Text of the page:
I apologize for the absence these past several days. I’ve been extra busy at home, meeting writing deadlines, and with volunteering at school and I do apologize. Frequent posts will return in the next couple of days.
Our son is doing OK….as well as can be expected for someone who has endured what he has faced in the past month. We still seek a satisfying outcome to this matter.
It’s been one month now. In this month, I have received 146 emails from people all over the world sharing their experiences. More than half of these people are from the Rochester area and more than 30 are from parents within this school district.
There is a bullying crisis. It happens in affluent private schools and inner city public schools. It happens here, in our charming community with tree lined streets and friendly neighbors. Our school district has dropped the ball on this one. As I mentioned before, this bully who has picked on my son and several of his peers since preschool continues to verbally and physically harm others (as in the case of punching Nick’s friend 2 weeks ago at recess bringing the boy to tears) without any true consequences.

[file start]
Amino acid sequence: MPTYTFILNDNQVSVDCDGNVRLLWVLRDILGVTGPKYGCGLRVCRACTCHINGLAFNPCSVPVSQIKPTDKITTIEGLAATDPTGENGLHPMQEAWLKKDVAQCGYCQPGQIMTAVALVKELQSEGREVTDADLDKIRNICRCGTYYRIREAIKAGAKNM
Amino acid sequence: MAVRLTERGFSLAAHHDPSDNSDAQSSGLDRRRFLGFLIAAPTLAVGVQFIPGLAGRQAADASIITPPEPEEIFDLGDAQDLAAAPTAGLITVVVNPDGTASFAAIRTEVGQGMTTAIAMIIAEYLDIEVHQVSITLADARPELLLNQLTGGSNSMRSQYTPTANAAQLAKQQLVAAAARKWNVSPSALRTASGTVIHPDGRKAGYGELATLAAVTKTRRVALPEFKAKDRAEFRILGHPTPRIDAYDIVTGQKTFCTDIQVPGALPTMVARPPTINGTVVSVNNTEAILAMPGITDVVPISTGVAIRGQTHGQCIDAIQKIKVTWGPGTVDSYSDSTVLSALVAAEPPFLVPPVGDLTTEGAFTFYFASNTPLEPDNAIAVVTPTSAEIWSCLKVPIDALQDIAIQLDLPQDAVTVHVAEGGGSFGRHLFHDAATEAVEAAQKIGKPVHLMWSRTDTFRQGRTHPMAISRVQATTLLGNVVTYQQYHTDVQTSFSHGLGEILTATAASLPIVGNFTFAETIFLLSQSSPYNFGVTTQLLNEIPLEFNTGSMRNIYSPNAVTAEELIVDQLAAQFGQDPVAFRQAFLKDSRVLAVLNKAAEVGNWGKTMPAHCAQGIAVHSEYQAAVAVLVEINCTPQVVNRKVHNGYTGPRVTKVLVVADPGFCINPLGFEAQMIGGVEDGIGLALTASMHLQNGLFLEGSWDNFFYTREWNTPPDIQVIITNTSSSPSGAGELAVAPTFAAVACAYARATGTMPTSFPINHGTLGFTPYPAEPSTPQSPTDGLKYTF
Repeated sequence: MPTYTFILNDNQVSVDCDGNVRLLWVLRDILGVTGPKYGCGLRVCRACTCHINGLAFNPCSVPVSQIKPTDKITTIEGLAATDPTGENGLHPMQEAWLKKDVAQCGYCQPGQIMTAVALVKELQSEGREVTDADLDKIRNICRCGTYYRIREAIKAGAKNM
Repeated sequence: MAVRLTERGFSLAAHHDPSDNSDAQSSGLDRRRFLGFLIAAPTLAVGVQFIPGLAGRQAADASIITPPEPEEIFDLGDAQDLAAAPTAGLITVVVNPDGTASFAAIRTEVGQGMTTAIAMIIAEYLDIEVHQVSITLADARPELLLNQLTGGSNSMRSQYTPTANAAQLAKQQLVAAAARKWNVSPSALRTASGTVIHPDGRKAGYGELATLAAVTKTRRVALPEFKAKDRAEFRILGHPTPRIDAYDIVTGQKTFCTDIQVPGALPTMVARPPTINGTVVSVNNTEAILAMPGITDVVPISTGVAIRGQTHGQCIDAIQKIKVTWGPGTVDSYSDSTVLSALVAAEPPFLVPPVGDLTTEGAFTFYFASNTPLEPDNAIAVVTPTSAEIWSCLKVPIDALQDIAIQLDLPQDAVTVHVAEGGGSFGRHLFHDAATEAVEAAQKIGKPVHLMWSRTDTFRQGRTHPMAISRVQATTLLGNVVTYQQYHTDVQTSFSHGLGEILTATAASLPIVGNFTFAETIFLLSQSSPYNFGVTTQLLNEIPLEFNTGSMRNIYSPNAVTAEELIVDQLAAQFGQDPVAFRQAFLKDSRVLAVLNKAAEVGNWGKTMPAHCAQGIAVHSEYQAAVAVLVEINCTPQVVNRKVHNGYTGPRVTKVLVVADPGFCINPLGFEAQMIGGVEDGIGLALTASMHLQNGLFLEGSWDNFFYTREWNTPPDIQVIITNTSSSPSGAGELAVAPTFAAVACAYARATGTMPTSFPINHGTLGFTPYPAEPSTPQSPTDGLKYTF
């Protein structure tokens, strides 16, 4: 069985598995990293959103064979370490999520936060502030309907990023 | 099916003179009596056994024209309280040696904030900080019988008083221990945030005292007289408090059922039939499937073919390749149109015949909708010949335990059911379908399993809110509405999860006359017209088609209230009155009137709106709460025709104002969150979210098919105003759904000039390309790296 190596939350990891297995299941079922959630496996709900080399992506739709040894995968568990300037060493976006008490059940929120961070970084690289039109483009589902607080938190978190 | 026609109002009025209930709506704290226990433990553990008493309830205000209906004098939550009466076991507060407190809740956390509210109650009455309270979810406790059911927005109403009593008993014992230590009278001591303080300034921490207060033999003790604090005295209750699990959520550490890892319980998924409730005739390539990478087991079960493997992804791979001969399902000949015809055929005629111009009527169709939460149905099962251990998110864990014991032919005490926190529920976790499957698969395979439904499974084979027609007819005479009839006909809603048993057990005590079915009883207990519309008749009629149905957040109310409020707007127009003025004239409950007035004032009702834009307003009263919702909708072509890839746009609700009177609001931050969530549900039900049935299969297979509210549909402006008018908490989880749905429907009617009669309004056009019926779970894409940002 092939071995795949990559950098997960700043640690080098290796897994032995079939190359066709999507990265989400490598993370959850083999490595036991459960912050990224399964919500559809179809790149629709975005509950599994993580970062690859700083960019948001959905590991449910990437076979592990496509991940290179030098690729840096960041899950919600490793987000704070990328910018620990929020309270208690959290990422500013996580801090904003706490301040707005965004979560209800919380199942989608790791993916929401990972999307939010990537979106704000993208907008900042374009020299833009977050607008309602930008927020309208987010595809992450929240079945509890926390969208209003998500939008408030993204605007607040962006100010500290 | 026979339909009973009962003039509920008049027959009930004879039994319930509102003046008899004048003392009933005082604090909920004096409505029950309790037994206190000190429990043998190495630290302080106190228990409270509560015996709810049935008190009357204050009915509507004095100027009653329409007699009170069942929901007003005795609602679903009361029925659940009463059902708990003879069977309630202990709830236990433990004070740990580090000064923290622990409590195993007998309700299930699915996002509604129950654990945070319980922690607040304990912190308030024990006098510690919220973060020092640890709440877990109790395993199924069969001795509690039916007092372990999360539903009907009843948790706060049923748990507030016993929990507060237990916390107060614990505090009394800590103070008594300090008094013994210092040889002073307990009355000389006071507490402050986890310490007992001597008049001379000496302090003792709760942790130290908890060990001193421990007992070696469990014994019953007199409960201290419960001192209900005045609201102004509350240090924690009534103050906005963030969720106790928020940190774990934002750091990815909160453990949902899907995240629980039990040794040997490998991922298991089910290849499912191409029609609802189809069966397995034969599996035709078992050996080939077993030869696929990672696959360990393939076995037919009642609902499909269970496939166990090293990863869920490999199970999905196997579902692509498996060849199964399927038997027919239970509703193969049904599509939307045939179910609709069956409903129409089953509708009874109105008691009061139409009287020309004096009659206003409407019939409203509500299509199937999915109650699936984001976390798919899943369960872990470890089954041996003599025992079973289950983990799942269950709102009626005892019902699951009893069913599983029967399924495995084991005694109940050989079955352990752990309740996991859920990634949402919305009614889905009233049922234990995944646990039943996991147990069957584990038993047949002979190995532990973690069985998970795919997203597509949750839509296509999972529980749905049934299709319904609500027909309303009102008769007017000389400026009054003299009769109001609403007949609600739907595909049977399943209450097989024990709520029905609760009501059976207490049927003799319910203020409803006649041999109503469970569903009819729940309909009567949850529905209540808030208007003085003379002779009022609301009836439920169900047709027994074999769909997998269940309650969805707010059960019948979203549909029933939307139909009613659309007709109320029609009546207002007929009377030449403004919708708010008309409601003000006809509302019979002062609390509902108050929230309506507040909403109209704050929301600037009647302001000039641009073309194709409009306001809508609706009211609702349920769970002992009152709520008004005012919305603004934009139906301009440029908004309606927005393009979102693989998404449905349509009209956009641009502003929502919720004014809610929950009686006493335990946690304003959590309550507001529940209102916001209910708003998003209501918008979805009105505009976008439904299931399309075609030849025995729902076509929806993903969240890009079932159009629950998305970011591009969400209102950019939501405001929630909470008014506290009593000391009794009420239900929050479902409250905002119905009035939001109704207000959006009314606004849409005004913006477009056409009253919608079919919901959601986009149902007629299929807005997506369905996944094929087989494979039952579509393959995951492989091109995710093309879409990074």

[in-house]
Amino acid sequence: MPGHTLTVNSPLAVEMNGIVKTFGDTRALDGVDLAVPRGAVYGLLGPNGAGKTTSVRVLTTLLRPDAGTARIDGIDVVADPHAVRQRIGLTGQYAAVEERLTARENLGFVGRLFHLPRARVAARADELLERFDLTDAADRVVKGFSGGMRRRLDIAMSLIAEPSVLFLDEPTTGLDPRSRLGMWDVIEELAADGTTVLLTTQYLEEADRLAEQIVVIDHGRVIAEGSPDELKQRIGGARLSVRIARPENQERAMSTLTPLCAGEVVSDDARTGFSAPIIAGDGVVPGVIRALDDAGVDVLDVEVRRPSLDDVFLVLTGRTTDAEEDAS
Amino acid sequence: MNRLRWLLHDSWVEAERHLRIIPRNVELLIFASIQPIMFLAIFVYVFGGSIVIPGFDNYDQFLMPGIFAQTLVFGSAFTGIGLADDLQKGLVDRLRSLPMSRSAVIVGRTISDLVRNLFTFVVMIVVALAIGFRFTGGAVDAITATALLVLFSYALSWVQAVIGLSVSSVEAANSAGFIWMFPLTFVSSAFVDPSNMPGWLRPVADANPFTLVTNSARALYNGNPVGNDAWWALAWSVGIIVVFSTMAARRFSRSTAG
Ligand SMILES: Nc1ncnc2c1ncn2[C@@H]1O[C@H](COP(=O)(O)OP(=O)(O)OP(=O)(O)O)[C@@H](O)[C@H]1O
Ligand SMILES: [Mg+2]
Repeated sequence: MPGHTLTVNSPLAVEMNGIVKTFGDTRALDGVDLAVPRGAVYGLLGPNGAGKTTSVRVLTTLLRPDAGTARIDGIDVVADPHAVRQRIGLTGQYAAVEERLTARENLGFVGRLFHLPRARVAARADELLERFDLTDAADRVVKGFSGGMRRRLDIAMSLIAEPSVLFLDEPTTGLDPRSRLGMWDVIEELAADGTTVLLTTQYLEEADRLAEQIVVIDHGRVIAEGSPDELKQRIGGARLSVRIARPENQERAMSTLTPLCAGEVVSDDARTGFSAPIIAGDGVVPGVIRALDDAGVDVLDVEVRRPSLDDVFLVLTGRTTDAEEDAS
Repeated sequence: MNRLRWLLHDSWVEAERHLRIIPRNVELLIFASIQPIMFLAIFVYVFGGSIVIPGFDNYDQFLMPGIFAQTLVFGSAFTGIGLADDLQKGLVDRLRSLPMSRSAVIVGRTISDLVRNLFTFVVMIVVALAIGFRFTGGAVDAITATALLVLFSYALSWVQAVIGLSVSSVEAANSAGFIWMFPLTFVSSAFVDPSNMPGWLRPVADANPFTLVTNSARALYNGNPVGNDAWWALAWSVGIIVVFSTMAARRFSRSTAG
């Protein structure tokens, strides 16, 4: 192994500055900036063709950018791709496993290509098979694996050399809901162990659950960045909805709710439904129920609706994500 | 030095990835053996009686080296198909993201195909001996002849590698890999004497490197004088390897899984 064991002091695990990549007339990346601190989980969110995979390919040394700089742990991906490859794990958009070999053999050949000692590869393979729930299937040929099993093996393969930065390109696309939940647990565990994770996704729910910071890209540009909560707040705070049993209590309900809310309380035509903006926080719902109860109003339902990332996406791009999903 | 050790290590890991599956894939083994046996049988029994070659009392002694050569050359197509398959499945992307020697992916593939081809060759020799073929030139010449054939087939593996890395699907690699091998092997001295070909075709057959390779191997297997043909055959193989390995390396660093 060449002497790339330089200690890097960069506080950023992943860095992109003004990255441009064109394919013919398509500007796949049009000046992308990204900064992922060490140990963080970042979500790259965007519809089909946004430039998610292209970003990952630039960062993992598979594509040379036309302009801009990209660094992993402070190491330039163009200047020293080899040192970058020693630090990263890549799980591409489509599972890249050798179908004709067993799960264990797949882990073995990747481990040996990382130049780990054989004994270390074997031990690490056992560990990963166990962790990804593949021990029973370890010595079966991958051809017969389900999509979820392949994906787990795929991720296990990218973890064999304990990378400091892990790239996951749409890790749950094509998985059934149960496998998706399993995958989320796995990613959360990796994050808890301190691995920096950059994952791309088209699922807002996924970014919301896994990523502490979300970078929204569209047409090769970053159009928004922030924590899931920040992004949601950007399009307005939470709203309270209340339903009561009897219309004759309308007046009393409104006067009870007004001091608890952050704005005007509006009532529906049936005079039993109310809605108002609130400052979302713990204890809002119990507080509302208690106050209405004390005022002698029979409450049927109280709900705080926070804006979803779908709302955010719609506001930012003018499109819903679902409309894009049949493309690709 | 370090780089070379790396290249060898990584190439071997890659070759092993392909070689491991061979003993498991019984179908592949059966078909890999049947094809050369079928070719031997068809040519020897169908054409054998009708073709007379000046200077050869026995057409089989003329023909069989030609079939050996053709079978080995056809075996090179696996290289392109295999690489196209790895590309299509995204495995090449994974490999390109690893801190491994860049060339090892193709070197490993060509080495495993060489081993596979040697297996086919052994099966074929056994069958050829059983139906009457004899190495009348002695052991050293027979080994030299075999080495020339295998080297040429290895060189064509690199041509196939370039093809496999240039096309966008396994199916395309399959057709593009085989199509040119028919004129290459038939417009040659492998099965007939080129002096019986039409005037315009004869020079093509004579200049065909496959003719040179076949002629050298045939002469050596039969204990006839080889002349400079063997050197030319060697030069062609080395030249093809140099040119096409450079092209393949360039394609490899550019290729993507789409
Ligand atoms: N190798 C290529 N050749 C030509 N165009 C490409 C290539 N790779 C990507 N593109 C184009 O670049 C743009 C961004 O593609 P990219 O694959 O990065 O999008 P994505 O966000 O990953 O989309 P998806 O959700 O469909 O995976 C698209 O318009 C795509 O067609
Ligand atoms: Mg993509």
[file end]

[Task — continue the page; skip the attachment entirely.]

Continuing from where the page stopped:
I’ve received emails from parents of children as young as kindergarten sharing bullying experiences.
I don’t know personally if it is people turning a blind eye or districts not wanting to tarnish their good reputations, but until there is a true community effort to combat this epidemic, it will continue. We’ve been looking at area private schools at this point. I have an appointment to look at another next week. Unless there is true change, we will not be keeping Nick in this district. When a child who once loved every single aspect of school comes home and says he only feels comfortable in his main classroom, it is a problem.
I will keep you posted on this and next week, we will take a look at anti-bullying legislation in certain states.
Keep sharing your stories. We’ll work together to see what we can do to bring about change.
I also want to share something my friend MB had on her Facebook page:
A teacher in New York was teaching her class about bullying and gave them the following exercise to perform. She had the children take out a piece of paper and told them to crumple it up, stomp on it and really mess it up, not to rip it. Then she had them unfold the paper, smooth it out and look at how scarred and dirty it was. She then told them to tell it they’re sorry. Now, even though they said they were sorry and tried to fix the paper, she pointed out all the scars they left behind. And that those scars will never go away no matter how hard they tried to fix it. That is what happens when a child bullies another child, they may say they’re sorry, but the scars are there forever. The looks on the faces of the children in the classroom told her the message hit home.